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Performing artists in Seattle appreciative of strict COVID-19 vaccination rules

Ann Wilson of '70s rock band Heart will perform at the Neptune Theatre for final leg of a 2021 tour.

SEATTLE — Many performing arts venues in Seattle have implemented a COVID-19 vaccination requirement ahead of King County's October deadline for people ages 12 and up to show proof at certain indoor and outdoor establishments and events.

The stringent rules have performing artists saying it is valuable in keeping the music going.

Ann Wilson of '70s rock band Heart is on the latter part of her solo tour and will perform at the Neptune Theatre Wednesday, Saturday and Sunday.

"Seattle has always had a really active music scene," said Wilson.

Wilson, a native of Bellevue who spent several years in Capitol Hill, said she appreciates returning to her hometown for shows. Wilson said she has performed at venues in New York, Connecticut and Florida this year.

"I don't think there's any other place that I've been this year that's been quite as responsible as Seattle," explained Wilson.

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Seattle Theatre Group (STG), which operates the Neptune, Moore and Paramount theatres in Seattle, required vaccination proof or a negative COVID-19 test in the summer. It's a rule that spectators and artists alike have appreciated.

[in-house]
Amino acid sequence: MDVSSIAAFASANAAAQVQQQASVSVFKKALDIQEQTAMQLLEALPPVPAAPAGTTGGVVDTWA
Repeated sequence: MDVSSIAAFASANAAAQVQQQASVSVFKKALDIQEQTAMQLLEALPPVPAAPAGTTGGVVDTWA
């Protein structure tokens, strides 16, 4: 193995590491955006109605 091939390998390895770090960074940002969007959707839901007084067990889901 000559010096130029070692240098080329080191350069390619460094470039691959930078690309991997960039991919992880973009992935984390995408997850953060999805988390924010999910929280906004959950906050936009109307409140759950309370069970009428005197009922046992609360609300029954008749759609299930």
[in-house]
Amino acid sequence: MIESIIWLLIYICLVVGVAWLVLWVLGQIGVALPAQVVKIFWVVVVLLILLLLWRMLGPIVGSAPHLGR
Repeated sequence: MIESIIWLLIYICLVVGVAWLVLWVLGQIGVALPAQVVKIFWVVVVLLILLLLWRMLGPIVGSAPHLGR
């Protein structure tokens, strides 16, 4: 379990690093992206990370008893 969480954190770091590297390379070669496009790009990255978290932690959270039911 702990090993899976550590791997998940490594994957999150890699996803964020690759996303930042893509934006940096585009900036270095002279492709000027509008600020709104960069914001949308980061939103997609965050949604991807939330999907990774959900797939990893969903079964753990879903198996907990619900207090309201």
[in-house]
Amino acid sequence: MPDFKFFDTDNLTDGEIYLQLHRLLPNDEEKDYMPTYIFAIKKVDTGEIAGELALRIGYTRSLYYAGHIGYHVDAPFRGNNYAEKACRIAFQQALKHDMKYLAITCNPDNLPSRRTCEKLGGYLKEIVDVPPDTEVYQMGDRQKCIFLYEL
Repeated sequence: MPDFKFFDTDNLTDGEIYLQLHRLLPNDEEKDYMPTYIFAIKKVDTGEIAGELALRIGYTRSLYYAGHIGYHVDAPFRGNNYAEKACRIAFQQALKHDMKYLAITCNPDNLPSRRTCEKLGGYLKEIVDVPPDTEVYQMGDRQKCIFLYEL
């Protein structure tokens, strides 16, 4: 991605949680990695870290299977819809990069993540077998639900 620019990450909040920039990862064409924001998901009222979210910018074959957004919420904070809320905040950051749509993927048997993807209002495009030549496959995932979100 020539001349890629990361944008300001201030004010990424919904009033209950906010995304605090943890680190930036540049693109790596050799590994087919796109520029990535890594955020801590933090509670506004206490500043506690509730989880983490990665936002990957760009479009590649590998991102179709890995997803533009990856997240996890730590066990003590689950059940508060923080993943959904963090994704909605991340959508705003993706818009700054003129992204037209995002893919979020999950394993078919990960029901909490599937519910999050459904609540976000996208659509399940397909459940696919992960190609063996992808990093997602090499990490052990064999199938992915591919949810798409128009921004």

The pandemic was not kind to performing artists, who had to cancel shows and entire tours. Wilson also had to cancel her tour last year.

"There were a few moments when I went, oh my god this COVID is going to put the lid on all of us," said Wilson.

But touring again and performing at venues that have stringent rules has brought her peace of mind.

"I was really glad to see the STG thing they have going at the Neptune, the Paramount and the Moore where you can't even come to the show unless you have the vax card," said Wilson.

High Dive, a local concert venue in Fremont, is also requiring vaccination proof or a negative COVID-19 test ahead of King County's Oct. 25 deadline.

"The whole point of coming out and playing music for people is to have that communal experience, to have people vibe off the same energy and the last thing you want to be thinking about is am I putting someone at risk by doing our art right now?" said Rick Sullivan, of Kalimocho Boys.

The band formed in Seattle during the pandemic.

"We all want to get back to normalcy or whatever will be in the future, but we have to be patient and take every precaution that we can," said Jonny Fisher, Kalimocho Boys' lead singer.

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